The Royal College of GPs have responded to recent media reports regarding increasing levels of abuse towards GP teams due to frustrations with appointment waiting times.
It said abuse was on the rise due to misconceptions that GPs aren’t seeing patients face to face and that it was entirely unacceptable for anyone working in general practice to be at the receiving end of abuse of any kind, let alone the threat of physical violence.
General practice has been open throughout the pandemic and face to face appointments have been offered wherever safe and appropriate. According to the college, general practice is now making more patient consultations than before the pandemic, with well over half being face to face.
Real issue is huge shortage of GPs and ageing population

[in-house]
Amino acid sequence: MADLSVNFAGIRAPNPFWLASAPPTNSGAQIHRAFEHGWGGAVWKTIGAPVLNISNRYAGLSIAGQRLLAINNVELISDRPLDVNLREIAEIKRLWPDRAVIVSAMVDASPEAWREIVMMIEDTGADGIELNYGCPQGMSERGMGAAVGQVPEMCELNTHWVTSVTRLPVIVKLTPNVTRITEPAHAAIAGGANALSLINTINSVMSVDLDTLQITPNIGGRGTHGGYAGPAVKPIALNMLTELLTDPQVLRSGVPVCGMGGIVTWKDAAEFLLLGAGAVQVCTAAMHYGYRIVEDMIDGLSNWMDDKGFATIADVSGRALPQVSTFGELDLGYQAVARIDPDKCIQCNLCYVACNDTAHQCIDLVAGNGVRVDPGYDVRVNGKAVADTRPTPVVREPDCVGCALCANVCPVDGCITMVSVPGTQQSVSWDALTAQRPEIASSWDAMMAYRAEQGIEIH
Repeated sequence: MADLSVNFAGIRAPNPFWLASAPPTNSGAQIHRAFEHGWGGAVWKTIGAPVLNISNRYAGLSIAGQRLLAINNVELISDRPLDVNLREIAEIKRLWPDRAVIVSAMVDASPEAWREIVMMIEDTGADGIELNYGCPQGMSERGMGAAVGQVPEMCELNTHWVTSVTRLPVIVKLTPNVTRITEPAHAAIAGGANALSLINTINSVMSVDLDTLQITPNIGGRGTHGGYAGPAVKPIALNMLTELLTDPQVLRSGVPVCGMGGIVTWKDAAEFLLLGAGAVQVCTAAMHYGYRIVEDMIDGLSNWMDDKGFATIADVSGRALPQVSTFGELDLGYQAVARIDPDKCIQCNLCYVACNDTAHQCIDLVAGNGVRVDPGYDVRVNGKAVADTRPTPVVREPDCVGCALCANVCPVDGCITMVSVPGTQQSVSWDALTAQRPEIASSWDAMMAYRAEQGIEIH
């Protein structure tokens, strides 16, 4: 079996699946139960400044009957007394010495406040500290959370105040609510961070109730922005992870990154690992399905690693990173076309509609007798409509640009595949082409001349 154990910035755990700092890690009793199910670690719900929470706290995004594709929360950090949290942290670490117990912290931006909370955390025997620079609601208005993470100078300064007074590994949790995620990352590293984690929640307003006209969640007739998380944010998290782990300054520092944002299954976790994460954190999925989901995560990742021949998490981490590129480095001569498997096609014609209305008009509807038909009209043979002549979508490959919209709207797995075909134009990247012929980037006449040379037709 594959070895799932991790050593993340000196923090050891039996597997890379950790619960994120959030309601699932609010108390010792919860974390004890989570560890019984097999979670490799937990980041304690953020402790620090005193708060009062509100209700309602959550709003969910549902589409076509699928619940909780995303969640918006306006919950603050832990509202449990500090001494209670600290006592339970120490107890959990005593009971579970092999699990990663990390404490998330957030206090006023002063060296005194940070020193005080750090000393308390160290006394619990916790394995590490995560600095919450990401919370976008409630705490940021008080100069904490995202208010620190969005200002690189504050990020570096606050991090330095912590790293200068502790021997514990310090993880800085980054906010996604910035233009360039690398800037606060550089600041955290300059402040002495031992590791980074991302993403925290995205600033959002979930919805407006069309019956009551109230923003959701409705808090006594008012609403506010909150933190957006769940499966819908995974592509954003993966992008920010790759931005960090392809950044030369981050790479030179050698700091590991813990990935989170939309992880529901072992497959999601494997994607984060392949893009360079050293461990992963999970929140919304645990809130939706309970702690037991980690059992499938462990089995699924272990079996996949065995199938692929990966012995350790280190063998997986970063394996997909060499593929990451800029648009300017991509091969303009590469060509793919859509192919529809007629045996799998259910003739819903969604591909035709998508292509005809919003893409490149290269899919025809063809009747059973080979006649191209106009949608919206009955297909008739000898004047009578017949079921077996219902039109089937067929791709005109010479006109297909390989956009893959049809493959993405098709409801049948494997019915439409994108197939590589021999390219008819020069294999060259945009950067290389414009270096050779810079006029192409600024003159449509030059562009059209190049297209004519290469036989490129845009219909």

Professor Martin Marshall, Chair of the Royal College of GPs, added: “It can have a huge personal impact on the mental health, wellbeing and morale of individual doctors and practice staff at a time when they are busier than ever, providing high-quality care to patients with Covid-19 and conditions unrelated to the virus, in addition to delivering two thirds of all Covid vaccines and preparing for the biggest-ever winter flu vaccination programme.
“The real issue is that we have a huge shortage of GPs and our workforce is not big enough to manage the needs of an ageing and growing patient population with increasingly complex needs. This was the case before the pandemic and it has only been further exacerbated by the events of the past year.
"The Government made a manifesto pledge of an additional 6,000 GPs by 2024 – plus 26,000 additional practice staff - and we urgently need these numbers to be delivered so that we can safely deliver the care and services that our patients need, now and in the future.”